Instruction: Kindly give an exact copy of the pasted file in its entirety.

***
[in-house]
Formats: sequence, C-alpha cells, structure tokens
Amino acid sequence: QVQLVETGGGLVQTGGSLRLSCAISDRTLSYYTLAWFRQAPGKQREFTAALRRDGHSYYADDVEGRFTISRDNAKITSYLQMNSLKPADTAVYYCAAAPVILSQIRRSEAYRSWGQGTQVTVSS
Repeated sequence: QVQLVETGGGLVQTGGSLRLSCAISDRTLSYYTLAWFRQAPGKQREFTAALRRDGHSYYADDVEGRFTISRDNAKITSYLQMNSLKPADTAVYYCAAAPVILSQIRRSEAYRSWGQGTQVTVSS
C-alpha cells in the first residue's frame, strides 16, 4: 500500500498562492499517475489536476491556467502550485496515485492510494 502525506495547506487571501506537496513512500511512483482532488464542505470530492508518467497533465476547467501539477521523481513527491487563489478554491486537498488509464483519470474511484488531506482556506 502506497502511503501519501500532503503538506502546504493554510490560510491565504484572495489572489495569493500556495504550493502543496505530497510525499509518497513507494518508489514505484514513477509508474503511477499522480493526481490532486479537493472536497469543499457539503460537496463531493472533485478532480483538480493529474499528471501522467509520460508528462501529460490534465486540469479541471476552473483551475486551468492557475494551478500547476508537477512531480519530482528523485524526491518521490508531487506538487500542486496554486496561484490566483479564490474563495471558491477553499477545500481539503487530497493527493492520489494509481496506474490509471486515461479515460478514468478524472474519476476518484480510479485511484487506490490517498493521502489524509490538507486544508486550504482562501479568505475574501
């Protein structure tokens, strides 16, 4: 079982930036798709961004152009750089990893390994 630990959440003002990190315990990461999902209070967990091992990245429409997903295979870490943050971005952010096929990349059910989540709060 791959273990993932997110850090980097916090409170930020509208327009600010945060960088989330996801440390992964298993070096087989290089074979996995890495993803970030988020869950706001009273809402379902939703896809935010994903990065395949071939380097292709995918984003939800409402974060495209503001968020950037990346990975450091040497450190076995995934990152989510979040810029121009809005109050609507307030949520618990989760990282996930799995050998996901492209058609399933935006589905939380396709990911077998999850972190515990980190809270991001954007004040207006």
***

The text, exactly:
[in-house]
Formats: sequence, C-alpha cells, structure tokens
Amino acid sequence: QVQLVETGGGLVQTGGSLRLSCAISDRTLSYYTLAWFRQAPGKQREFTAALRRDGHSYYADDVEGRFTISRDNAKITSYLQMNSLKPADTAVYYCAAAPVILSQIRRSEAYRSWGQGTQVTVSS
Repeated sequence: QVQLVETGGGLVQTGGSLRLSCAISDRTLSYYTLAWFRQAPGKQREFTAALRRDGHSYYADDVEGRFTISRDNAKITSYLQMNSLKPADTAVYYCAAAPVILSQIRRSEAYRSWGQGTQVTVSS
C-alpha cells in the first residue's frame, strides 16, 4: 500500500498562492499517475489536476491556467502550485496515485492510494 502525506495547506487571501506537496513512500511512483482532488464542505470530492508518467497533465476547467501539477521523481513527491487563489478554491486537498488509464483519470474511484488531506482556506 502506497502511503501519501500532503503538506502546504493554510490560510491565504484572495489572489495569493500556495504550493502543496505530497510525499509518497513507494518508489514505484514513477509508474503511477499522480493526481490532486479537493472536497469543499457539503460537496463531493472533485478532480483538480493529474499528471501522467509520460508528462501529460490534465486540469479541471476552473483551475486551468492557475494551478500547476508537477512531480519530482528523485524526491518521490508531487506538487500542486496554486496561484490566483479564490474563495471558491477553499477545500481539503487530497493527493492520489494509481496506474490509471486515461479515460478514468478524472474519476476518484480510479485511484487506490490517498493521502489524509490538507486544508486550504482562501479568505475574501
């Protein structure tokens, strides 16, 4: 079982930036798709961004152009750089990893390994 630990959440003002990190315990990461999902209070967990091992990245429409997903295979870490943050971005952010096929990349059910989540709060 791959273990993932997110850090980097916090409170930020509208327009600010945060960088989330996801440390992964298993070096087989290089074979996995890495993803970030988020869950706001009273809402379902939703896809935010994903990065395949071939380097292709995918984003939800409402974060495209503001968020950037990346990975450091040497450190076995995934990152989510979040810029121009809005109050609507307030949520618990989760990282996930799995050998996901492209058609399933935006589905939380396709990911077998999850972190515990980190809270991001954007004040207006």